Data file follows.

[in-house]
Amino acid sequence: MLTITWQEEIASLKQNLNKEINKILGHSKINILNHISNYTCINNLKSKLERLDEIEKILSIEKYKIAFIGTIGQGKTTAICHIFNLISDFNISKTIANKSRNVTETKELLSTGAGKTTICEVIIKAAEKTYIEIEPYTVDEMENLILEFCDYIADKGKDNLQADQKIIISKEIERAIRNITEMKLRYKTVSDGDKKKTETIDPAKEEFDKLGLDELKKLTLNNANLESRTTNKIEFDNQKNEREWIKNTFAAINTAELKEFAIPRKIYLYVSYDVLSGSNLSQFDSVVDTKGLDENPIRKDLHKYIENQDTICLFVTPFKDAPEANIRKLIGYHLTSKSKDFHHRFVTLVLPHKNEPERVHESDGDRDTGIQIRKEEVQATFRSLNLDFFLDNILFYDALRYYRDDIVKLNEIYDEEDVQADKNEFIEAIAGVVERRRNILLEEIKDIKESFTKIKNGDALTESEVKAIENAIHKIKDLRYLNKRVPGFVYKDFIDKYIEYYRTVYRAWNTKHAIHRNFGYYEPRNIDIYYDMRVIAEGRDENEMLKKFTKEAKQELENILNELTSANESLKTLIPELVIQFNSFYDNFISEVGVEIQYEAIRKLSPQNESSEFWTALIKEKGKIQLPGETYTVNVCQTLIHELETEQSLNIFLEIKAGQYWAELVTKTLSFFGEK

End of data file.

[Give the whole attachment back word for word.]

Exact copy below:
[in-house]
Amino acid sequence: MLTITWQEEIASLKQNLNKEINKILGHSKINILNHISNYTCINNLKSKLERLDEIEKILSIEKYKIAFIGTIGQGKTTAICHIFNLISDFNISKTIANKSRNVTETKELLSTGAGKTTICEVIIKAAEKTYIEIEPYTVDEMENLILEFCDYIADKGKDNLQADQKIIISKEIERAIRNITEMKLRYKTVSDGDKKKTETIDPAKEEFDKLGLDELKKLTLNNANLESRTTNKIEFDNQKNEREWIKNTFAAINTAELKEFAIPRKIYLYVSYDVLSGSNLSQFDSVVDTKGLDENPIRKDLHKYIENQDTICLFVTPFKDAPEANIRKLIGYHLTSKSKDFHHRFVTLVLPHKNEPERVHESDGDRDTGIQIRKEEVQATFRSLNLDFFLDNILFYDALRYYRDDIVKLNEIYDEEDVQADKNEFIEAIAGVVERRRNILLEEIKDIKESFTKIKNGDALTESEVKAIENAIHKIKDLRYLNKRVPGFVYKDFIDKYIEYYRTVYRAWNTKHAIHRNFGYYEPRNIDIYYDMRVIAEGRDENEMLKKFTKEAKQELENILNELTSANESLKTLIPELVIQFNSFYDNFISEVGVEIQYEAIRKLSPQNESSEFWTALIKEKGKIQLPGETYTVNVCQTLIHELETEQSLNIFLEIKAGQYWAELVTKTLSFFGEK